ROUNDUP: All Hallows Eve

Happy Halloween, folks. Remember, there are hot shows popping off tonight - 99 Neighbors Graveyard Smash at Club Metronome in Burlington, Jarv and Sed One rocking Charlie-O’s in Montpelier, and the Carnival of Sins at the Essex VFW. Today’s post is all about the new releases, though. Things have been moving fast, plus we’ve got actual Halloween projects to share. Let us commence.

First up is Humble Among’s Halloween Tape, obviously. It is a densely packed, horrorcore themed EP and very clearly a labor of love. It’s also the prelude to a busy month for the rapper / producer: he’ll be playing November 10th at Spanky’s Dive Bar (really, yes) in Springfield, VT for a BYOB hip hop night alongside Jibba “The Gent,” Yung Breeze, HATEPH34R and the exquisitely named Sheet Eater. After that, he’ll be joining Stresselbee, Jarv, Eyedos and more on November 21st for a show at The Stone Church in Brattleboro, VT — an awesome venue.

Up next on the Samhain Train, Equal Eyes Records artist Agent Elsewhere drops a seasonal single for Cabbage Night, “Film This..” It’s creepy and claustrophobic, and also points to some interesting new directions for his EDM-infused style. This cut is a Jason Vorhees slice off an upcoming album that should drop by the end of the year — name and date still up in the air at this time.

Music from a brand new name: meet KPK, making his debut today with a spooky single and one hell of a guest feature from 802 heavyweight Jibba “The Gent.” How did that happen? Well, Jibba is also known, in some circles, as KPK’s older brother. It’s a story as old as time: skills run in the family. While KPK inevitably sounds young, he also definitely sounds like someone who has been doing his homework — and has a lot of potential. Props & welcome.

Finally, another new name: Moose’s single “Livin It Up” is the warning shot for both an upcoming video and a solo project. He’s part of the Hella Fader family, alongside Juni, an artist we’ve been covering a lot lately. They’re definitely on a mutual wave — smoked out, laid back, and very nicely produced. Dig it.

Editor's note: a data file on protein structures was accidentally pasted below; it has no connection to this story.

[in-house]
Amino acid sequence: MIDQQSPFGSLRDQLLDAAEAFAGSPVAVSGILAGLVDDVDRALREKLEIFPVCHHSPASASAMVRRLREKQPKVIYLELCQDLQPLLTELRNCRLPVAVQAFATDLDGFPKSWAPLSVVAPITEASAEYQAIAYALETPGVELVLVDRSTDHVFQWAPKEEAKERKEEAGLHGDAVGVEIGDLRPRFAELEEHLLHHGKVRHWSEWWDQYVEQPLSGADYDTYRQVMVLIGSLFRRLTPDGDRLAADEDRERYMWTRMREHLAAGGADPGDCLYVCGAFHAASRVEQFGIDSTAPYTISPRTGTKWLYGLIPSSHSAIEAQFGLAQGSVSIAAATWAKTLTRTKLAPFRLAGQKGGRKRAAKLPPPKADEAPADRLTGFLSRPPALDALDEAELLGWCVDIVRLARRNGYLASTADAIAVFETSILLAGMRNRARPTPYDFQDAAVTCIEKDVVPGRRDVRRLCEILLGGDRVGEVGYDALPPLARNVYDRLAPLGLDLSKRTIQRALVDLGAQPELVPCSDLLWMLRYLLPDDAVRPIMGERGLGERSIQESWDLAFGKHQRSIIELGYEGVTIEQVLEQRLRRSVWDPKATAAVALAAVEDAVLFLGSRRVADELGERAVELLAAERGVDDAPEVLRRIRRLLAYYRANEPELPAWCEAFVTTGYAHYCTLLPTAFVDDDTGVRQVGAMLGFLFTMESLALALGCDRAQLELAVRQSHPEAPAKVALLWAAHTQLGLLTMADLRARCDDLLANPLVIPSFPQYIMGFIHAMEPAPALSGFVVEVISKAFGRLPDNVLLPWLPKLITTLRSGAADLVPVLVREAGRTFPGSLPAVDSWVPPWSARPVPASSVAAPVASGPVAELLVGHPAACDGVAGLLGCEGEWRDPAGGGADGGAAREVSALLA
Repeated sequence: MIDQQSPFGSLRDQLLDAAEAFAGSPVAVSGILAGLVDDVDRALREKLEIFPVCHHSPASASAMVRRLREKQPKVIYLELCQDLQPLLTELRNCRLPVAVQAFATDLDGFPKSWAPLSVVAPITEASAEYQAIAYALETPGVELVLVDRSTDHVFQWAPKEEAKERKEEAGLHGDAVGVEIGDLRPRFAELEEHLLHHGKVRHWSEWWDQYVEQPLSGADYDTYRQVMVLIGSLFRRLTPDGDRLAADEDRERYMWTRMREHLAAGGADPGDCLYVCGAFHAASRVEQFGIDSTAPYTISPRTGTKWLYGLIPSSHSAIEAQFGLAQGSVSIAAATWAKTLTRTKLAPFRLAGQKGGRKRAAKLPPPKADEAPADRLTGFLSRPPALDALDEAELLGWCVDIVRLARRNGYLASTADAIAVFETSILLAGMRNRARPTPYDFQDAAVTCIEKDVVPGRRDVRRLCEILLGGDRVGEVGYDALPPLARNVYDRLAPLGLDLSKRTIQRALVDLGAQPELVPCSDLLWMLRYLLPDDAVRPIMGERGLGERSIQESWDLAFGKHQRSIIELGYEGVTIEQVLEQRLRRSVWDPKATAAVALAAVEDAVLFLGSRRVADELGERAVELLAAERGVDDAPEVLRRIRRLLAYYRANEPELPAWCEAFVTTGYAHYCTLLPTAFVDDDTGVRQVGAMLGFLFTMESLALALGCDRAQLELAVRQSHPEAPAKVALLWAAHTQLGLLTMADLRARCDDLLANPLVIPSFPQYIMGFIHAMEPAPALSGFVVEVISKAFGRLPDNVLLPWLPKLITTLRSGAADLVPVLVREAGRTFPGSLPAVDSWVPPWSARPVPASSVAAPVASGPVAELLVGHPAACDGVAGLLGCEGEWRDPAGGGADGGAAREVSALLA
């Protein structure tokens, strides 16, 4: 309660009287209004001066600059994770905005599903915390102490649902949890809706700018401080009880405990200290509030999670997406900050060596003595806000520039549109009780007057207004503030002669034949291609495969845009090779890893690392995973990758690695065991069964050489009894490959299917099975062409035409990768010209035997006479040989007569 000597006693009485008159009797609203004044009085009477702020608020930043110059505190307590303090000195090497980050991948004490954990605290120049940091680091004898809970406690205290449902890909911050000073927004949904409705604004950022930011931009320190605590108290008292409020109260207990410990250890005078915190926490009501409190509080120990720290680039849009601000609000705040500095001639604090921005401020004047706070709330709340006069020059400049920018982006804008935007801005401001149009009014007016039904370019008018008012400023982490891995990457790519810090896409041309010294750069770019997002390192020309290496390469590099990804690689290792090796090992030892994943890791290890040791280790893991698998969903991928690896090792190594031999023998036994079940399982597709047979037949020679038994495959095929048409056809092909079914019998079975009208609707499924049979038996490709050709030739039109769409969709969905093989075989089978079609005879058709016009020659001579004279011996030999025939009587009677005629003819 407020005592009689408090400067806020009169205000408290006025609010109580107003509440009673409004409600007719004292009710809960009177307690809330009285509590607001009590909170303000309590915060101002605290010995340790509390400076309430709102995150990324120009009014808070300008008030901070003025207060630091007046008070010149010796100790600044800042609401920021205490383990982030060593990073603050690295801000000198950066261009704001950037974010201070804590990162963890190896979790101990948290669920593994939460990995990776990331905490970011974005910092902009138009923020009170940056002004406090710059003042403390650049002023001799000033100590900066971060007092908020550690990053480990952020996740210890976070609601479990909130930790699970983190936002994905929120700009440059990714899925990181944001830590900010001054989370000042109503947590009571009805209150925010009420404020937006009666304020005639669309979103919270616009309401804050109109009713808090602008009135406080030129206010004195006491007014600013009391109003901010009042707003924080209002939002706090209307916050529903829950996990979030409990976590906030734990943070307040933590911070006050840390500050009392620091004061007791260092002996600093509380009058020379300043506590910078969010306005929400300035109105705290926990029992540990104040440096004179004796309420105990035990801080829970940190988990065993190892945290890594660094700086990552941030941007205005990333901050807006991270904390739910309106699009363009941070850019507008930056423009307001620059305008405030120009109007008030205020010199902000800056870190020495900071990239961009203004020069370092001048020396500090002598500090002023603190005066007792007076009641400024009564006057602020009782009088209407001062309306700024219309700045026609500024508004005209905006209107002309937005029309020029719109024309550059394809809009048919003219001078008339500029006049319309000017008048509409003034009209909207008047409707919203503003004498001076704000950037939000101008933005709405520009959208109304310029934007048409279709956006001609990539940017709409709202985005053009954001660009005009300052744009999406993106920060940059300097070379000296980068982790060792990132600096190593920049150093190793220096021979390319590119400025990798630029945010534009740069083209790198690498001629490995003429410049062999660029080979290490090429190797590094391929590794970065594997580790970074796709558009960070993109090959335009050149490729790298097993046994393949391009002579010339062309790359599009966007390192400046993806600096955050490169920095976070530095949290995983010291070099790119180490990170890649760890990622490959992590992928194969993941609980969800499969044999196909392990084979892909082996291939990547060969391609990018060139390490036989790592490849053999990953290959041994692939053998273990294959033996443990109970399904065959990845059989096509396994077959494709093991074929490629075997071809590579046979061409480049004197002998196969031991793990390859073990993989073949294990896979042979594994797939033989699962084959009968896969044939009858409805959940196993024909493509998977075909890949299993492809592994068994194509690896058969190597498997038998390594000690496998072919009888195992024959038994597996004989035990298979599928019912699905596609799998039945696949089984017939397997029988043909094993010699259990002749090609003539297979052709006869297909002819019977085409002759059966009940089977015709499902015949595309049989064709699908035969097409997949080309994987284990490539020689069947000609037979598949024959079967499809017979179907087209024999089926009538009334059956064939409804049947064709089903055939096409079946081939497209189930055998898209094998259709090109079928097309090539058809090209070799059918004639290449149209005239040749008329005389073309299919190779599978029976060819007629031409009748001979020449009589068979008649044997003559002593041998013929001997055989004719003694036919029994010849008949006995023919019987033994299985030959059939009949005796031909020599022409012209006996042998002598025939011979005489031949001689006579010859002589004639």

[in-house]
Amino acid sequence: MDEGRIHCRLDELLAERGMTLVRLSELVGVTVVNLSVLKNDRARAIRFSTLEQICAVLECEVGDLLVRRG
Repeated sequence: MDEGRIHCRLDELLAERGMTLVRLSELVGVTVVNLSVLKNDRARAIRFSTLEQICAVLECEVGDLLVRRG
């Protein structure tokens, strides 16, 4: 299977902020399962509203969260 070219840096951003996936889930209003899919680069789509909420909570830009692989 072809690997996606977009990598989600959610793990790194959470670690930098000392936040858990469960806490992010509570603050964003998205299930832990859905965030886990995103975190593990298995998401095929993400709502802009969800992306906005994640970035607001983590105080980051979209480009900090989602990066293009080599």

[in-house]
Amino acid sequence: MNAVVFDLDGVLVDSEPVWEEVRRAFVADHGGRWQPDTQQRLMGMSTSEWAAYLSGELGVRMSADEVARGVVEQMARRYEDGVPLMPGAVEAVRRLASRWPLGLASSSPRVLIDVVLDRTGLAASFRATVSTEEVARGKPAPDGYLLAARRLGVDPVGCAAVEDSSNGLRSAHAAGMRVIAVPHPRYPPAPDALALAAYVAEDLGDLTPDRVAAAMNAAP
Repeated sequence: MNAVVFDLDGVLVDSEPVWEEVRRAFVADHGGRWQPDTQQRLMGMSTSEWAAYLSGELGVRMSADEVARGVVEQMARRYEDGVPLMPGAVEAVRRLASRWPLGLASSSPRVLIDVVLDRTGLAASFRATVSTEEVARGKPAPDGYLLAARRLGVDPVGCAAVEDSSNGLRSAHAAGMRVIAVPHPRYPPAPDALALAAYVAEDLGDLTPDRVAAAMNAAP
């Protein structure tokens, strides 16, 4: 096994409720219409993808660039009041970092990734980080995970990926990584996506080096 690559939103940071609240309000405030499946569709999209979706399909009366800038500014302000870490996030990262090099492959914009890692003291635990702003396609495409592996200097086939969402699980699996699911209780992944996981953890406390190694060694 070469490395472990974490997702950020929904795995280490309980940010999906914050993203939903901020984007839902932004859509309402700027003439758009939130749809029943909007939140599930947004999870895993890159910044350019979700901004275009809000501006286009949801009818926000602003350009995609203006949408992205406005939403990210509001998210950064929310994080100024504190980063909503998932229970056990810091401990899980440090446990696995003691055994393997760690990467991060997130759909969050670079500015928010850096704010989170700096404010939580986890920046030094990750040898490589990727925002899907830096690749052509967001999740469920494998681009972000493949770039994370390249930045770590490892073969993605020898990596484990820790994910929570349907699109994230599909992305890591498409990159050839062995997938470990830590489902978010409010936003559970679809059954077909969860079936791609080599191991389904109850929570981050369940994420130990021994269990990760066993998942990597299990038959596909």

Justin Boland
ROUNDUP: The Listening Station

Happy Samhain. We’re back with another roundup of quality cuts from the Vermont scene, where standards and output are at an all-time high. Seriously, this year has been insane. The music, the shows, the albums, the art, the community … well, dang. There’s a lot to celebrate — today, we’ve got four choice slices from a mix of old vets and new voices. Dig in.

First up, a serious banger from down south. The Coalition is Yung Breeze, Selfish Presley, Raw Deff and Gringo Montega — aka Vazy of So.802 Studios. That whole extended crew has been on a serious run lately, and there’s clearly a lot more to come. Especially with Jibba “The Gent” freshly signed to Maine’s 656 Records and gearing up for a very creative private show / video shoot for his “Suite Tooth” single.

After the fever dream blast of his TRIP EP, the one and only Zesty Boi is back with a new album, TINY ALLIGATORS. His early work was a lil’ rough but he’s evolved fearsomely fast since then - a cat worth keeping an eye on. Then again, as his own bio puts it, “up and coming rapper means nothing.” That’s what I’d call an educated opinion. The lad has wisdom beyond his years and energy for days. Go see him live.

Here’s another new artist with great bio copy. As Juni puts it, he’s “a simple rapping dad whose just tryna get paid doing what he loves...but i mostly need a swimming pool.” Clear, realistic goals are the key to a happy life. More importantly, though, this cat can really spit, and “Rum Drunk” is an impressive single that showcases his catchy, carefully calibrated flow. I’m expecting great things from this dude in 2019.

Finally, one from the Late Pass Department: “Too Long” features Teece Luvv over some warm, funky SkySplitterInk production. This is an outstanding piece of work with some sharp bars on deck, too. Mr. Luvv is having a great year and our world is a better place for it. As for SkySplitterInk, not only is he one of the 802’s most accomplished producers, he’s also one of the best engineers you could work with. Peace to the Skylab, and props to both of these upstanding young gentlemen.

As ever, if you’ve got recommendations, suggestions or hot mixtapes on deck, get in touch.

Justin Boland
VIDEO: Jarv - "Fine"

Given the chance, always start your music video with a slow-mo shot of a television getting smashed. This is advice that will never fail you.

In related news, Jarv is back with a brand new video for “Fine,” a single off his superb rap album, Jarvage Vol. 2. It’s tight work, like every other aspect of his album campaign so far.

Jarv will be rocking shows all weekend, too: tonight, he’s with Maiden Voyage at Windsor Station — tomorrow, opening for RJD2 at Hawks & Reed in Greenfield, MA — and returning on Sunday night to rock an opening set for Prof at Higher Ground.

Justin Boland
Shows, From Here to Halloween

It’s time to monetize cuffing season. Despite dropping temperatures, the final stretch of October is always busy — and lucrative. That all culminates in Halloween, the biggest prestige gig this side of New Years Eve. Predictably enough, there’s plenty of competition for your money on the 31st.

First, though, we’ve gotta get there.

On Friday, Oct. 26th, the Church Street DJs team will be taking over the Blue Room at Red Square for PHASES, a series of shows they’re curating around Burlington this Fall. Friday’s edition will feature producer / DJ David Chief and DJ KermiTT. It all starts at midnight.